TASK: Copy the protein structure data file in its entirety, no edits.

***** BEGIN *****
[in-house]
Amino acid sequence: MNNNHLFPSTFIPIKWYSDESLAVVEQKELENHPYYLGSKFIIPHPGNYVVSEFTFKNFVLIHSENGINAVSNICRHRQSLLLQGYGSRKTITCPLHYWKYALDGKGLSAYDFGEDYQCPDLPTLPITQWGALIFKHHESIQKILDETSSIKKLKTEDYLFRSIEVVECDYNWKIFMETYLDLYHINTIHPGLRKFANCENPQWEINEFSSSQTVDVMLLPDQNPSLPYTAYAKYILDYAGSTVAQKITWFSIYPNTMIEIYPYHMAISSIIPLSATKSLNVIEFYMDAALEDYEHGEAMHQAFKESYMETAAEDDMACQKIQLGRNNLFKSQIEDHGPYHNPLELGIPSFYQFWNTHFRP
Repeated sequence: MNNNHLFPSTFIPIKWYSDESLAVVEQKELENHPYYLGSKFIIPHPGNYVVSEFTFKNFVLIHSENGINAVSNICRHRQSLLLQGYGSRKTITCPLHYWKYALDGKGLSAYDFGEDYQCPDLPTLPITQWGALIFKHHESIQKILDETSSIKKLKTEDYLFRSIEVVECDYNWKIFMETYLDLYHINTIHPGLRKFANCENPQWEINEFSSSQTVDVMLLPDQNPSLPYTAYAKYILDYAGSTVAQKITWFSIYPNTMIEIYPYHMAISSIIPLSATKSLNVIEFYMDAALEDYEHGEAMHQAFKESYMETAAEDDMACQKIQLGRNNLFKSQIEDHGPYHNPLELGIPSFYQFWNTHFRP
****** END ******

[in-house]
Amino acid sequence: MNNNHLFPSTFIPIKWYSDESLAVVEQKELENHPYYLGSKFIIPHPGNYVVSEFTFKNFVLIHSENGINAVSNICRHRQSLLLQGYGSRKTITCPLHYWKYALDGKGLSAYDFGEDYQCPDLPTLPITQWGALIFKHHESIQKILDETSSIKKLKTEDYLFRSIEVVECDYNWKIFMETYLDLYHINTIHPGLRKFANCENPQWEINEFSSSQTVDVMLLPDQNPSLPYTAYAKYILDYAGSTVAQKITWFSIYPNTMIEIYPYHMAISSIIPLSATKSLNVIEFYMDAALEDYEHGEAMHQAFKESYMETAAEDDMACQKIQLGRNNLFKSQIEDHGPYHNPLELGIPSFYQFWNTHFRP
Repeated sequence: MNNNHLFPSTFIPIKWYSDESLAVVEQKELENHPYYLGSKFIIPHPGNYVVSEFTFKNFVLIHSENGINAVSNICRHRQSLLLQGYGSRKTITCPLHYWKYALDGKGLSAYDFGEDYQCPDLPTLPITQWGALIFKHHESIQKILDETSSIKKLKTEDYLFRSIEVVECDYNWKIFMETYLDLYHINTIHPGLRKFANCENPQWEINEFSSSQTVDVMLLPDQNPSLPYTAYAKYILDYAGSTVAQKITWFSIYPNTMIEIYPYHMAISSIIPLSATKSLNVIEFYMDAALEDYEHGEAMHQAFKESYMETAAEDDMACQKIQLGRNNLFKSQIEDHGPYHNPLELGIPSFYQFWNTHFRP